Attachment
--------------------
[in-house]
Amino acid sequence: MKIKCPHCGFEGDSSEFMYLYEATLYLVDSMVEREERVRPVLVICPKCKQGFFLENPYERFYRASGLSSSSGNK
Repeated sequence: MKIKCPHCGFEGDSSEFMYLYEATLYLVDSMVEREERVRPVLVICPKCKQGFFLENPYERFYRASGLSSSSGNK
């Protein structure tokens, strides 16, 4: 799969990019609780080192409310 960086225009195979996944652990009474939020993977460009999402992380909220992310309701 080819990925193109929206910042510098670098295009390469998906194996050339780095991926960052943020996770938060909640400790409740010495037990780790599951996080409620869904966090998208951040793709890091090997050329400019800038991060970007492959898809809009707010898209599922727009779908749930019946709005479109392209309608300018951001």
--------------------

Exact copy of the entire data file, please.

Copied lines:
[in-house]
Amino acid sequence: MKIKCPHCGFEGDSSEFMYLYEATLYLVDSMVEREERVRPVLVICPKCKQGFFLENPYERFYRASGLSSSSGNK
Repeated sequence: MKIKCPHCGFEGDSSEFMYLYEATLYLVDSMVEREERVRPVLVICPKCKQGFFLENPYERFYRASGLSSSSGNK
């Protein structure tokens, strides 16, 4: 799969990019609780080192409310 960086225009195979996944652990009474939020993977460009999402992380909220992310309701 080819990925193109929206910042510098670098295009390469998906194996050339780095991926960052943020996770938060909640400790409740010495037990780790599951996080409620869904966090998208951040793709890091090997050329400019800038991060970007492959898809809009707010898209599922727009779908749930019946709005479109392209309608300018951001």